SDUT: Your Say: Heat waves. Blackouts. Renewable energy. What does it all mean for California’s future?

August 28 – SDUT Letters – California’s overlapping disasters — heat waves, wildfires and rolling blackouts — portend the perilous future we risk if we don’t pivot to clean energy and zero-carbon emissions.

California prides itself on leading on climate change, and we were among the first in the world to commit to 100% clean electricity and carbon neutrality. Now, we must accelerate that transition while ensuring the lights stay on. A just transition is especially urgent for working class communities of color who suffer the worst effects of our dangerously polluting fossil fuel economy.

The first step is for our state and local utilities to conduct a thorough investigation into why rolling blackouts occurred, including possible market manipulation, and to integrate the findings and lessons learned into plans for action. Blackouts should not happen if the right plans are in place. These plans will deploy a combination of more rooftop solar, renewable energy farms, energy conservation strategies, grid modernization, better forecasting tools and diverse energy storage technologies. We also need better collaboration among state agencies and new regulations that promote decentralized clean energy grids.

The governor and the agencies that manage our energy system agree with this path forward. They confirmed that renewables did not cause the blackouts (in fact, it was two natural gas power plants that failed), and they remain committed to achieving our state climate and clean energy goals. Now they must map out how we reach these goals while providing safe, affordable and reliable electric power.

The second step for the state is to highlight some of the things that went right during the blackouts, offering evidence that a better world is possible.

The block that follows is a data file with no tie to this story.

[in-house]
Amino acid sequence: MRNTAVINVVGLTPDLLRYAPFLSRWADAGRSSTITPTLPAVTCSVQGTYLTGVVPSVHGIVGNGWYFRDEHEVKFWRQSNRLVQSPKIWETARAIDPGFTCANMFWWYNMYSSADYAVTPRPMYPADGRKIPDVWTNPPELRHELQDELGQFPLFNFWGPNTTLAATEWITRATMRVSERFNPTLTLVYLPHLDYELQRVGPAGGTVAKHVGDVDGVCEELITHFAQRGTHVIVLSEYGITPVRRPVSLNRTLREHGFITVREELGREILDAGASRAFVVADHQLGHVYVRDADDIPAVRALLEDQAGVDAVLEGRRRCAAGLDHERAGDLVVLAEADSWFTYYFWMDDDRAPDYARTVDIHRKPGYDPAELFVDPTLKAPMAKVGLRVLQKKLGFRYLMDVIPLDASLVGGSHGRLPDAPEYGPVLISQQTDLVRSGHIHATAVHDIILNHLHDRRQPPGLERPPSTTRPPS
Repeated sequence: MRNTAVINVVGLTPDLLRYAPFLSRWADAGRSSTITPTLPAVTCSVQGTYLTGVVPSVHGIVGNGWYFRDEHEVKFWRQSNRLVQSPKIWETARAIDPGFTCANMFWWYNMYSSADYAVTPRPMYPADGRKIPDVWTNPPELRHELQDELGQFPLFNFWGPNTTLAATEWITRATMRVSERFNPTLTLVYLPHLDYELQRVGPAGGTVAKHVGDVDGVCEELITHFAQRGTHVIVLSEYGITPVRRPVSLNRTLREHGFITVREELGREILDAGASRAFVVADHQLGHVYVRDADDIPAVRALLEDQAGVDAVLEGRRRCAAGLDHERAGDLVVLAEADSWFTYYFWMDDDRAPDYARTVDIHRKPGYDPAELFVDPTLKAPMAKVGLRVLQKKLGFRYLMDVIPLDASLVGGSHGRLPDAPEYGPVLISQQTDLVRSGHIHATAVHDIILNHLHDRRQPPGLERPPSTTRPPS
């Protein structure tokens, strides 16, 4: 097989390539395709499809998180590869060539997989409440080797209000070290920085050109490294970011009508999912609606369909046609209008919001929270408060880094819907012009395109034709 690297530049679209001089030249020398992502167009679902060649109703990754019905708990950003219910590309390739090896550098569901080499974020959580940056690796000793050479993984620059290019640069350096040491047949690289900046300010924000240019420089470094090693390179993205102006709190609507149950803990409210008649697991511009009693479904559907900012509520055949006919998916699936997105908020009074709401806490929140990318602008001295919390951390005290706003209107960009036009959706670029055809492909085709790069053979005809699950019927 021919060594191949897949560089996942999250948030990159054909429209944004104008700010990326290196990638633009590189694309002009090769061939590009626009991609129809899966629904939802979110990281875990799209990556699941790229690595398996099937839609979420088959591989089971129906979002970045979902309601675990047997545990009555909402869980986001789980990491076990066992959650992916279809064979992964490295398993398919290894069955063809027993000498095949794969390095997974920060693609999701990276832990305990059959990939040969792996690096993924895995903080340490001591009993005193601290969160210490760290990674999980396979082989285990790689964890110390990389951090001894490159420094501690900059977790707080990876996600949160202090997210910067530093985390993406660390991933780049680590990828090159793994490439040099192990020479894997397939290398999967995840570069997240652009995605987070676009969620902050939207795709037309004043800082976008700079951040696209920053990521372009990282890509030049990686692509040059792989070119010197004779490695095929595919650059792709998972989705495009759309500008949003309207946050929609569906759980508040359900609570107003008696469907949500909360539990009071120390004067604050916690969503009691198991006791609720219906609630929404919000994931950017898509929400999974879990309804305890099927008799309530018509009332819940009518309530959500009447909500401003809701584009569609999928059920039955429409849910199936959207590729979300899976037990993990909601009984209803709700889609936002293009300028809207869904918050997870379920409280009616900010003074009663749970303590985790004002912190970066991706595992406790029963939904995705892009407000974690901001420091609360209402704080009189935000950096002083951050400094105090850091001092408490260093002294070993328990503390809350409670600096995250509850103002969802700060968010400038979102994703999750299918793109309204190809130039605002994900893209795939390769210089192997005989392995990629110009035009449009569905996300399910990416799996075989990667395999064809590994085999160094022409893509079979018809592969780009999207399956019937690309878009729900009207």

For instance, when the public was asked to conserve energy, we did. The grid operator warned of multiple days of long-term blackouts, but the worst possibilities didn’t materialize because we conserved energy in such big numbers. We will collectively act to protect ourselves and each other when called to do so, which is a good sign in the days and years ahead as new threats from the climate crisis emerge.

Or consider rooftop solar systems, which play a significant role in keeping the lights on. Power from rooftop solar was instrumental to relieving pressure on the grid and keeping energy flowing in the peak afternoon hours. Better yet, rooftop solar systems paired with batteries were able to send clean electricity back to the grid in the evening hours, serving as “virtual power plants.” This kind of local, decentralized solution can be scaled and replicated, and it puts power back in the hands of the people.

Finally, long-duration energy storage technology is finally here, and it helped save the day. Two of the largest long-duration energy storage plants in the world are located in San Diego, and both proved crucial to keeping power flowing. California is pioneering clean technology as well as showcasing what an innovative and responsive clean energy grid can look like.

California had a tough wake-up call, reminding us that we are not yet prepared to meet the chaotic demands of a warming world. But California also showed it has the tools, technology and political will to build a clean, equitable and healthy climate safe future. Now is the moment to take charge, plan, and model for the world how to do it.

To read all op-ed submissions for this topic, click here.